Before he took the Guardians of the Galaxy into space and the Suicide Squad on their second mission, James Gunn was responsible for bringing Mystery Inc. to live-action for the very first time thanks to penning the scripts for the Scooby-Doo movies of the early 2000s. Now that spooky — or Scooby — season is here again, folks are revisiting these truly legendary films on social media, which has led Gunn to reveal a surprising fact about the 2002 flick’s home release.
In response to one Twitter user sharing a nostalgic throwback to an advertisement for Scooby-Doo‘s joint VHS/DVD release (wow, that takes us back), Gunn dropped the bombshell that the earnings from this alone literally changed his life. “The royalties from that DVD paid for my first house,” he admitted.
Gunn’s revelation is yet another confirmation of just how much the live-action Scooby movies mean to the generation that grew up with them, as clearly that DVD was a must-have for any self-respecting mystery-loving kid back in ’02. It’s no wonder why Warner Bros. followed it up with a sequel in 2004’s Scooby-Doo: Monsters Unleashed, although that one didn’t do quite enough business to warrant a third film. Despite Gunn’s intriguing plans for it.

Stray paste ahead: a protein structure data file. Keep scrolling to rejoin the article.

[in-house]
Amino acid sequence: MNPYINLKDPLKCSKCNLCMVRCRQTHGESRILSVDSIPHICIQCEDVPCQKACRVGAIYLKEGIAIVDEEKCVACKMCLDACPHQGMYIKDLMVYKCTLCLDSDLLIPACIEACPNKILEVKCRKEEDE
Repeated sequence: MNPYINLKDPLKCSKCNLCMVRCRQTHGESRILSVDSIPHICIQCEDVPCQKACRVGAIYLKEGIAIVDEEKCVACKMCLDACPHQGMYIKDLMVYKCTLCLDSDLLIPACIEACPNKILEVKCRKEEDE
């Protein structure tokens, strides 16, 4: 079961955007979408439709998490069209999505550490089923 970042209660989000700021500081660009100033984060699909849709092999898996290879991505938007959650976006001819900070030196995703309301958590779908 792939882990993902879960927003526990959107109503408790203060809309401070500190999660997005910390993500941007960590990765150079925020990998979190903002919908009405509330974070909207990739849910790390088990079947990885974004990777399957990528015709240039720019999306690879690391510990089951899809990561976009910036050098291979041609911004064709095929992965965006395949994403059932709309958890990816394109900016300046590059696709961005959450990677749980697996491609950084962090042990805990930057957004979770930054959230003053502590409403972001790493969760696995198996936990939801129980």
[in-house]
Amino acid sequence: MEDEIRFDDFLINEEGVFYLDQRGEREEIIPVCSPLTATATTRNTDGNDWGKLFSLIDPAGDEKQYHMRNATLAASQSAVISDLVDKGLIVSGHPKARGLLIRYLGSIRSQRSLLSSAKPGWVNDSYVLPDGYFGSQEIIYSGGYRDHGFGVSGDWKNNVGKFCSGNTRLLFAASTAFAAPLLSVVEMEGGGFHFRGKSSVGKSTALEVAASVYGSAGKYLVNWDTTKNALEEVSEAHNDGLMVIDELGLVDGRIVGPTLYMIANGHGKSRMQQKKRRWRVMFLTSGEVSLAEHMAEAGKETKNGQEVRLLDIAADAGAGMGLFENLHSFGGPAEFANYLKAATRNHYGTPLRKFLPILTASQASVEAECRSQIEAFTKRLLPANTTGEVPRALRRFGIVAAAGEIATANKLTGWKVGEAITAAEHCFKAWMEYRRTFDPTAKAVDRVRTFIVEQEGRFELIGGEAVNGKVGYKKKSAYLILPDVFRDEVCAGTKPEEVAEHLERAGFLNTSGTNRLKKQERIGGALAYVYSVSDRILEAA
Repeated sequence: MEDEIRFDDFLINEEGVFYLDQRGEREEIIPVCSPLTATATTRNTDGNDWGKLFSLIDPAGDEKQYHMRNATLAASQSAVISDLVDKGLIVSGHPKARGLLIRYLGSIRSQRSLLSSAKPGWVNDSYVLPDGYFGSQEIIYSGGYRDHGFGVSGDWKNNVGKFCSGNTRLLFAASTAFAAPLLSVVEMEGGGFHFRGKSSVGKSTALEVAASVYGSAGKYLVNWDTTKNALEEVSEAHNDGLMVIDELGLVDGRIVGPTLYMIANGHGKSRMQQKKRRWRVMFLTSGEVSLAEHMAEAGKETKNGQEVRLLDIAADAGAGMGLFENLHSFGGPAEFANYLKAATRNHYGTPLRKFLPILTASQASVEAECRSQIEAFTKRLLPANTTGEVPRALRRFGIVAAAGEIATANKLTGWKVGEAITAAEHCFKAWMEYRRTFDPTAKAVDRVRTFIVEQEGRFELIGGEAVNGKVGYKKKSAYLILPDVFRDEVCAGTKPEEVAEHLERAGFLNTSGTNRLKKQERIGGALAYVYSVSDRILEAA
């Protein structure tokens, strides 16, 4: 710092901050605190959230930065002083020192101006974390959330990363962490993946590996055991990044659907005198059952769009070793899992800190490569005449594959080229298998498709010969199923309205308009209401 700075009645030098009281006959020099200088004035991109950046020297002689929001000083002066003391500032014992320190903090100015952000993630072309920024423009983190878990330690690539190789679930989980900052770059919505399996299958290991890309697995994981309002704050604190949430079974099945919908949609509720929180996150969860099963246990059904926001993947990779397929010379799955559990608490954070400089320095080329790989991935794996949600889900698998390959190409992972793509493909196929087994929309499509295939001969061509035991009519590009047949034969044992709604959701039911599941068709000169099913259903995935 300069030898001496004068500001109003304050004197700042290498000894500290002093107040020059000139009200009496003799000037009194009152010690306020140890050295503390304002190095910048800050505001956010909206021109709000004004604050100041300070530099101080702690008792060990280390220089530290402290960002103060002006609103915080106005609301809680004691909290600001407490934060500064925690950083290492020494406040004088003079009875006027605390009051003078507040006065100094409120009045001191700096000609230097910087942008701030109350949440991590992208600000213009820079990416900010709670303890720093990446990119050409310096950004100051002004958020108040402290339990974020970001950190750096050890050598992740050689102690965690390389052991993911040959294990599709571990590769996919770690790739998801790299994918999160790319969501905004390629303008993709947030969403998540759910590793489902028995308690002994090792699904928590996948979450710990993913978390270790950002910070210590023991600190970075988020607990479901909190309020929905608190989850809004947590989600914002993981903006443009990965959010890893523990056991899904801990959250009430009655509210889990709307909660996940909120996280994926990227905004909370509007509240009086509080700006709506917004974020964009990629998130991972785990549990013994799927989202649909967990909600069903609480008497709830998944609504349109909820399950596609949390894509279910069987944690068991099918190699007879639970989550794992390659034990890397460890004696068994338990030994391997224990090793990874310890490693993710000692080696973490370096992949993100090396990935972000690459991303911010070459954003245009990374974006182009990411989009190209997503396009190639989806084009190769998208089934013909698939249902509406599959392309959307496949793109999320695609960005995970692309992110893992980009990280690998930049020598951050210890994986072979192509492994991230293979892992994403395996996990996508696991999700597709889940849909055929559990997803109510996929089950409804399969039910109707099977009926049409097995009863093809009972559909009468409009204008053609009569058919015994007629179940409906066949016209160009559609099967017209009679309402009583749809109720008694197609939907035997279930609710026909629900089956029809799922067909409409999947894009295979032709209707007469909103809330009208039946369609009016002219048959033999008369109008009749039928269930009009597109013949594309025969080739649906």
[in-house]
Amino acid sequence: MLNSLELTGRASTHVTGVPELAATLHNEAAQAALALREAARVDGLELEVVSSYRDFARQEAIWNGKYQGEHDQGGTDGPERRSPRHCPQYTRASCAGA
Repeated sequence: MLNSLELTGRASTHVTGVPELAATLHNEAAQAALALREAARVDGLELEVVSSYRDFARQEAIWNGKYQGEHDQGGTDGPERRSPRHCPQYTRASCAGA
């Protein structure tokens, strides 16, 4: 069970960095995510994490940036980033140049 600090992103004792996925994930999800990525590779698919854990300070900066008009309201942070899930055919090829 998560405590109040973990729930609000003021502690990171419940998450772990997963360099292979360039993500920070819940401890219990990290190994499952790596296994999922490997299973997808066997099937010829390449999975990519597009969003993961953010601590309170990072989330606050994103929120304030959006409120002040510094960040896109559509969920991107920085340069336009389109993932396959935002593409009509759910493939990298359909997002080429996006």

The filmmaker has also recently revealed that the original cut for the first film was actually R-rated, and then PG-13, before the studio retooled it into the family-friendly version we’re familiar with. While folks would no doubt go wild for a mature Scooby-Doo movie — maybe a crossover with the Suicide Squad? — it’s likely that its home media release wouldn’t have brought in the same kind of bucks for Gunn, so he might not have ended up with that house. It probably worked out for the best, then.